Wednesday, January 10, 2007

Welcome to historic Hillsborough.

Props to Laurie Paolicelli, executive director of the Chapel Hill/Orange County Visitors Bureau, for commissioning local writers to write about their home towns. Today in the Chapel Hill News we have Michael Malone's rhapsodic take (scroll down for the story) on Hillsborough and its "small-town charms."

This may be the first promotional article on Hillsborough in modern memory that mentions Judge Thomas Ruffin not only for his general high acclaim as an early 19th century jurist but also for his infamous decision in State v. Mann--the 1829 opinion in which he wrote, "The powers of the master must be absolute to render the submission of the slave perfect."

Michael Malone ought to know: he and his wife, Maureen Quilligan, have in their own back yard the small, beautifully preserved office that Ruffin worked in; the Burnside property, where they live, next to St. Matthew's Episcopal Church, where he is buried, was the site of his home.

Has southern history turned a corner? Is it finally OK to talk candidly, even in the local newspaper, about our troubled, troubling past?

Tim Tyson thinks it has and is. Earlier this week he spoke on "The State of Things" about his upcoming course, through Duke's Center for Documentary Studies, called "The South in Black and White," as well as about his experiences lecturing on race around the state.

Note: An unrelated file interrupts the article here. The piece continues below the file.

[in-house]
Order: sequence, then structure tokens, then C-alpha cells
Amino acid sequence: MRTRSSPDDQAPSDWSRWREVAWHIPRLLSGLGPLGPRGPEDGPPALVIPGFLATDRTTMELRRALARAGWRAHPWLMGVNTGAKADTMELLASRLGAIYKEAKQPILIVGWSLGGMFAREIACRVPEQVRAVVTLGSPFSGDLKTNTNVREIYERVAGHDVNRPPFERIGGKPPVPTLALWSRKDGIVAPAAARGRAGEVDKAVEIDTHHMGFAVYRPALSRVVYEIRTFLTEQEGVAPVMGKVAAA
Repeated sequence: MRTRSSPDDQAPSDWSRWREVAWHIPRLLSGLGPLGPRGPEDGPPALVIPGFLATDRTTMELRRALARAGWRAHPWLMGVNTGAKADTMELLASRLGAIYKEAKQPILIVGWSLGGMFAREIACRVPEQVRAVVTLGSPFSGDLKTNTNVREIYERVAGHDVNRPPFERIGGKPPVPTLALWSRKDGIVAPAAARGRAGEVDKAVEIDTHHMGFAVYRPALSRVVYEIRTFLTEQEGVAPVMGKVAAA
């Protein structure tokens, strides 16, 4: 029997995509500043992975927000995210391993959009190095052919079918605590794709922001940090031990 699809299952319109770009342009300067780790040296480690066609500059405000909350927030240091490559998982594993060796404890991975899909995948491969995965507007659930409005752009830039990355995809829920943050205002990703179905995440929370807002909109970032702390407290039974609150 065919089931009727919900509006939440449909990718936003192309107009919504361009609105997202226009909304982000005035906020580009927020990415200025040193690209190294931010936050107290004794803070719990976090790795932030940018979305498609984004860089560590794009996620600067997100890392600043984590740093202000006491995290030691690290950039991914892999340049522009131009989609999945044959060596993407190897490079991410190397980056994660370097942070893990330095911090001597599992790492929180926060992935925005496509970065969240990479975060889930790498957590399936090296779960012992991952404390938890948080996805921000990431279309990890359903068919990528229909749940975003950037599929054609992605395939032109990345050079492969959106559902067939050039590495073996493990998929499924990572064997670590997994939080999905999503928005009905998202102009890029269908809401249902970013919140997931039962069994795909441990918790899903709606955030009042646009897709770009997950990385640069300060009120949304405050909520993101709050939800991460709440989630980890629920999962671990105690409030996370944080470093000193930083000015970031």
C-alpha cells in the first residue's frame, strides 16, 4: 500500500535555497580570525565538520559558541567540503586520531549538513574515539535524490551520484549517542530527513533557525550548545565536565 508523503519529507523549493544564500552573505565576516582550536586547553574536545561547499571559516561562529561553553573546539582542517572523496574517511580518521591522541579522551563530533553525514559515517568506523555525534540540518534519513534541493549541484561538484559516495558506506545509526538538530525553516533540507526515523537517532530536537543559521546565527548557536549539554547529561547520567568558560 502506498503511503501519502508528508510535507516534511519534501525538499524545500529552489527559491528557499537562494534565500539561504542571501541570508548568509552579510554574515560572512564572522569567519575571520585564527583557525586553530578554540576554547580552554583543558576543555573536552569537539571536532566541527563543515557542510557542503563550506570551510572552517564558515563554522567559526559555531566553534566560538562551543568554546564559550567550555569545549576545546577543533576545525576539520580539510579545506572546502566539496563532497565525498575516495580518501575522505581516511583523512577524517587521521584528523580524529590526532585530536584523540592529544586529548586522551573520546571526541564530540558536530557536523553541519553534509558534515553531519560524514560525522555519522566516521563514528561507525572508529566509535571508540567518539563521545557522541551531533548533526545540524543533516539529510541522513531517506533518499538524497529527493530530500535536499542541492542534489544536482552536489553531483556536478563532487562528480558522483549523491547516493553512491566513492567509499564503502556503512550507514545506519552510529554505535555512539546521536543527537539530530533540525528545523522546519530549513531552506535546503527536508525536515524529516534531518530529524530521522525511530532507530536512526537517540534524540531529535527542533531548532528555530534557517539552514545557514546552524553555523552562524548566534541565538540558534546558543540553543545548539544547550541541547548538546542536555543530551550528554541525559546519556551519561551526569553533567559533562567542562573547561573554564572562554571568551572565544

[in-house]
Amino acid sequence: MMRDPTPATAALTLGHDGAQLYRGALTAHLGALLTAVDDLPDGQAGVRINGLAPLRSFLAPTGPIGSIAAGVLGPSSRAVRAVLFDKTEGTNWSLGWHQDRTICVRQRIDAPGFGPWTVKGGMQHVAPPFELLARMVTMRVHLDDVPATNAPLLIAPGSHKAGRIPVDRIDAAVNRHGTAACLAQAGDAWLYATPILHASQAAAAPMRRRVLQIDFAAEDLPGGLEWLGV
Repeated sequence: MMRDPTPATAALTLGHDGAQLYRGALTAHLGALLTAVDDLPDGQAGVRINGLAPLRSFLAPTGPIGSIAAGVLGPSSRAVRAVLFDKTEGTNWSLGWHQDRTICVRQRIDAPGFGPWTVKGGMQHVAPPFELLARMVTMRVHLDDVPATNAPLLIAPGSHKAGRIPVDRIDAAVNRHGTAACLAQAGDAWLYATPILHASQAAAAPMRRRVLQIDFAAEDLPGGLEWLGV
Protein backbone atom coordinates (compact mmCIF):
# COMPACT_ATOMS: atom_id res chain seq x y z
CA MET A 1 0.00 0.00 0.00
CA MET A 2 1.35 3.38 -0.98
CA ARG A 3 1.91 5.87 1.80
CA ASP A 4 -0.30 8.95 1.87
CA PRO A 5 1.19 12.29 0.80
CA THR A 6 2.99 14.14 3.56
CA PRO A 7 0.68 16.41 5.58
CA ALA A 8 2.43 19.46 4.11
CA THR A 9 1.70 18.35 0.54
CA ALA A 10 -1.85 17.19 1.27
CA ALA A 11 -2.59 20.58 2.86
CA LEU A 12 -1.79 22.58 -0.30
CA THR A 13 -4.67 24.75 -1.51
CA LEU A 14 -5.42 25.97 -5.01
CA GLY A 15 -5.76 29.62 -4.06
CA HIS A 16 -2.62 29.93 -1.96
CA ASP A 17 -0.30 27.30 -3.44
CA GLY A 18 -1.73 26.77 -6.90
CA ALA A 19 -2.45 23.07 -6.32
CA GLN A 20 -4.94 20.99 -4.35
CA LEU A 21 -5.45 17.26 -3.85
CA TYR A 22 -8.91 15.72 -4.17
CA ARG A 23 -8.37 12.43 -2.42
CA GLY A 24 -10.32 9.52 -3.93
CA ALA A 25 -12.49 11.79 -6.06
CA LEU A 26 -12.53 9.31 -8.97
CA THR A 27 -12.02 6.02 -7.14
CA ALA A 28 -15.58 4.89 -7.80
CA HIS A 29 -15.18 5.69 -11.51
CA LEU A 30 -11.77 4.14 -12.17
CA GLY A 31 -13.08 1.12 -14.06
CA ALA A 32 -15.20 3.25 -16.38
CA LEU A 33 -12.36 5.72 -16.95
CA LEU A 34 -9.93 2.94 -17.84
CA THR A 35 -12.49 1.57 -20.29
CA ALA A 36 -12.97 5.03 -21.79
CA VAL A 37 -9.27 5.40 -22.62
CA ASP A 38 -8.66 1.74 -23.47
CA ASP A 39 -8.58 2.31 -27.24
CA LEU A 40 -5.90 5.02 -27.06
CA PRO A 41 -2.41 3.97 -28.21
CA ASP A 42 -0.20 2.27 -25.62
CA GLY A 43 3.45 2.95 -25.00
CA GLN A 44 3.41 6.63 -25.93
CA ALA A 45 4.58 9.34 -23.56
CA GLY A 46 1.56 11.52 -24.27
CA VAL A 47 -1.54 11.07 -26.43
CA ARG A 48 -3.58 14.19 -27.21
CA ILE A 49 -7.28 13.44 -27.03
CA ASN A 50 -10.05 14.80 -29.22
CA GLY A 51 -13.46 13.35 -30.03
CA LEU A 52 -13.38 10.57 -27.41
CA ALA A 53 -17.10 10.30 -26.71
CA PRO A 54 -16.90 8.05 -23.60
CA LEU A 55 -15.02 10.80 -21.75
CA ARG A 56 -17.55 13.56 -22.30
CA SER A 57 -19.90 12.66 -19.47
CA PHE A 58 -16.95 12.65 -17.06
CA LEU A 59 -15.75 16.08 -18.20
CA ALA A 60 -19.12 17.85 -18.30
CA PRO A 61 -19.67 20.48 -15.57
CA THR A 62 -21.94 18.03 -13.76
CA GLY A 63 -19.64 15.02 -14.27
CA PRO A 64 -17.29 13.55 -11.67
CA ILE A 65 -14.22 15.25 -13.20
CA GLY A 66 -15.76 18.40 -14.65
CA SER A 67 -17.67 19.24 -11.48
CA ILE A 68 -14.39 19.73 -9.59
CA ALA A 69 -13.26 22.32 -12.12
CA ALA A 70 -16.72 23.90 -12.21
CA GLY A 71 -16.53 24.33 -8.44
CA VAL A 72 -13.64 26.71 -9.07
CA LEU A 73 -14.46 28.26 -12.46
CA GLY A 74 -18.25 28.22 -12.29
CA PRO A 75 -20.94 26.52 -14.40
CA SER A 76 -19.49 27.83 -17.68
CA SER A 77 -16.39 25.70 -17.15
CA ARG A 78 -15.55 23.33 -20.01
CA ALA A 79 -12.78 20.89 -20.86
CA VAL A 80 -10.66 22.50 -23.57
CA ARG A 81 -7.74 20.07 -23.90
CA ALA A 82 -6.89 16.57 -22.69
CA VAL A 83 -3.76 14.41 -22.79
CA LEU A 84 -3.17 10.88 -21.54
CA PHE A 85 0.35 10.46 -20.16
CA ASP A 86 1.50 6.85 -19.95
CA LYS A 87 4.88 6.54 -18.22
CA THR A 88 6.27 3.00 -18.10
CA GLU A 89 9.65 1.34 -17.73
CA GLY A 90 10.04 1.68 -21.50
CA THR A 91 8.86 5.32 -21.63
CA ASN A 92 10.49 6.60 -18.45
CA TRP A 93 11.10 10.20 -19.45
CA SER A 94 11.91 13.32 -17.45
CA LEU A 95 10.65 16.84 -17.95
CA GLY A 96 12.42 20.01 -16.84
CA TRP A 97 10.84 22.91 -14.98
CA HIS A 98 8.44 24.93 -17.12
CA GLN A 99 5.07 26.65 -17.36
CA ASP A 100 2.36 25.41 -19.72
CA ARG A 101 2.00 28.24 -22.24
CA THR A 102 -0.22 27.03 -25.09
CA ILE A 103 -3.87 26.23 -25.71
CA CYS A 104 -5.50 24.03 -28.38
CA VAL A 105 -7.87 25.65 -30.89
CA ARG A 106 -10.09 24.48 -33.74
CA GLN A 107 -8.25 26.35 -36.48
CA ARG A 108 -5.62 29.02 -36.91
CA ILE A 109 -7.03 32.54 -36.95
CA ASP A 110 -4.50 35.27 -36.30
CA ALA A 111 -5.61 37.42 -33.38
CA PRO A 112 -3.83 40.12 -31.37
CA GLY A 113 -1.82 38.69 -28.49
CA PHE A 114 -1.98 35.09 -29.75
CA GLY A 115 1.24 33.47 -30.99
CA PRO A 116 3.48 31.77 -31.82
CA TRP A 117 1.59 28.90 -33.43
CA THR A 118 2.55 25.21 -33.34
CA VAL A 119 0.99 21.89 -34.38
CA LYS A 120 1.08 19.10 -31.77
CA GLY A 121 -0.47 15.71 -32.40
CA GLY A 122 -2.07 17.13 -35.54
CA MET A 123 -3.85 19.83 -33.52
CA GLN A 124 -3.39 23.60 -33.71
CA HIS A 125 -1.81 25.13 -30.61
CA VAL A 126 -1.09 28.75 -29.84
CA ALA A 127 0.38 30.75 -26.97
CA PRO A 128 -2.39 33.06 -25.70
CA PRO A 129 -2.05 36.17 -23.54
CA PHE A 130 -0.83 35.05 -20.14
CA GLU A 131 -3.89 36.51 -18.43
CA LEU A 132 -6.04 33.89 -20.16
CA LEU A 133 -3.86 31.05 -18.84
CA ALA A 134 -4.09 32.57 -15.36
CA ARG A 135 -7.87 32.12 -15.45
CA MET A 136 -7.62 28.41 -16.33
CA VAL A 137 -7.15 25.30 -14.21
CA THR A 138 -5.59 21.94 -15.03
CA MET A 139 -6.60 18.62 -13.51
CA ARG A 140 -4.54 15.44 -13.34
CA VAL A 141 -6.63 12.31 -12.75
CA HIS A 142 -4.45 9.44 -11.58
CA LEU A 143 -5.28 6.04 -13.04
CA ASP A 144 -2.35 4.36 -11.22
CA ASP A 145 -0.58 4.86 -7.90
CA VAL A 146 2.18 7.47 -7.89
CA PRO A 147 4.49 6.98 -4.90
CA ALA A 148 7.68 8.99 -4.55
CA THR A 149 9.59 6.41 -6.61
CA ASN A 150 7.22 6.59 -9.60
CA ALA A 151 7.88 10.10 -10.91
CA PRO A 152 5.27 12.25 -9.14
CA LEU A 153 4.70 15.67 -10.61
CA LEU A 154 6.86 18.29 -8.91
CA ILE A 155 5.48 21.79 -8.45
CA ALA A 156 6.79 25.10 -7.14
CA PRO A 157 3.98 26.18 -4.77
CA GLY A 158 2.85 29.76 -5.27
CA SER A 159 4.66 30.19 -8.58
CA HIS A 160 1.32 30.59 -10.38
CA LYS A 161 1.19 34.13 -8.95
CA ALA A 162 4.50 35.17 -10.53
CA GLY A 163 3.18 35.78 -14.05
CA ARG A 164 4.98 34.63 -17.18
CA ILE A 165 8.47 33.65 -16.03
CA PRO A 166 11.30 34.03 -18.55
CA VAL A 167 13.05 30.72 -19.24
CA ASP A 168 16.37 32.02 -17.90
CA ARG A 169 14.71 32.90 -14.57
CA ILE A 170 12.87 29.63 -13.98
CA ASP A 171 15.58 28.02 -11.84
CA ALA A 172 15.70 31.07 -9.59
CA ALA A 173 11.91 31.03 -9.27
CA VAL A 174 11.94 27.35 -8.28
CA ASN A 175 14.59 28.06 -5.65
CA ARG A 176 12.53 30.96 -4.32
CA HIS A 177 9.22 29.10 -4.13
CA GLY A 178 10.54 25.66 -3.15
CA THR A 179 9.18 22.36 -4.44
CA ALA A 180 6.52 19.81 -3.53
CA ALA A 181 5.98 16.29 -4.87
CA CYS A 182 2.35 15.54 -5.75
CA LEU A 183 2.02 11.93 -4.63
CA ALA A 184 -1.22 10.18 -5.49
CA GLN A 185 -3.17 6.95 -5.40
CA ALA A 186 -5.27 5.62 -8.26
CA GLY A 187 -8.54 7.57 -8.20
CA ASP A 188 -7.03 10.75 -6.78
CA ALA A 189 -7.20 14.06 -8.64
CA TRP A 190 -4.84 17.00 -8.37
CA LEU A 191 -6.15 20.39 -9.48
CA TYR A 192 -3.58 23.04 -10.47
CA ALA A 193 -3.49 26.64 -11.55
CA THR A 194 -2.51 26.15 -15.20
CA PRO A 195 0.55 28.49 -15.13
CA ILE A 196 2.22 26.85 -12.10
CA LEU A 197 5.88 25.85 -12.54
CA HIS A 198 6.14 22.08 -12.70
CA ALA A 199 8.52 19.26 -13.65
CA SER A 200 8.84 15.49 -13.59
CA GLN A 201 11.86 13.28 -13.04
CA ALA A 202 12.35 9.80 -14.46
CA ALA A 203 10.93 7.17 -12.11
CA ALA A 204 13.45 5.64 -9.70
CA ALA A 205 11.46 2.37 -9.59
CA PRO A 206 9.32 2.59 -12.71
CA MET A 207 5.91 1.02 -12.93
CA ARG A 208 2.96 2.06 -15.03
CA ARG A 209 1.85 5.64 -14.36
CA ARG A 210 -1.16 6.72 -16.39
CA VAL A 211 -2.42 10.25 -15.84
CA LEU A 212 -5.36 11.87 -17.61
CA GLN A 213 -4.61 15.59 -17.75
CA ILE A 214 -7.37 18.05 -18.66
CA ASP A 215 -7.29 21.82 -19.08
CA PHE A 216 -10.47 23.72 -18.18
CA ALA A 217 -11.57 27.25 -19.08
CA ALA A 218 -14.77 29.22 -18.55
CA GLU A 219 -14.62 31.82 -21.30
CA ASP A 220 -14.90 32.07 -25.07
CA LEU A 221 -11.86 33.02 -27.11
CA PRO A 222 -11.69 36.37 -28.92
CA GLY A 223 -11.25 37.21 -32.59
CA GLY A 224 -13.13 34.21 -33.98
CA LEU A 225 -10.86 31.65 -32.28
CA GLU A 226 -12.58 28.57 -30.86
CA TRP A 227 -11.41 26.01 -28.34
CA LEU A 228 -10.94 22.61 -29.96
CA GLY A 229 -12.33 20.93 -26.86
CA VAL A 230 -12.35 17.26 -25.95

I sense a kind of new openness. There’s something going on out there, and I don’t exactly know, but I know that when we’re going to high schools and community colleges and churches these days we’re seeing a new willingness to talk about history in an open way and to tell the story a little differently. . . .

The fact that here in the South right now we’re seeing a new imagination about our prospects and this willingness to talk about race and history is not a surprise. If you look globally, everywhere where people are struggling for decent wages, for the dignity of human personality, for basic human rights, you will hear the vision of the black South that we’ll be studying in this course. This culture already echoes around the world, wherever people are standing up against what Dr. King called “the thingification of human beings.” The black South echoes for the ages. It’s a world historical culture that has come about in the South, of immense importance.

Next week I'm having lunch with Laurie Paolicelli, county commissioner Barry Jacobs, Afro-American Studies professor Tim McMillan, and others to talk about ways to highlight the history and experience of blacks in Chapel Hill and Orange County.

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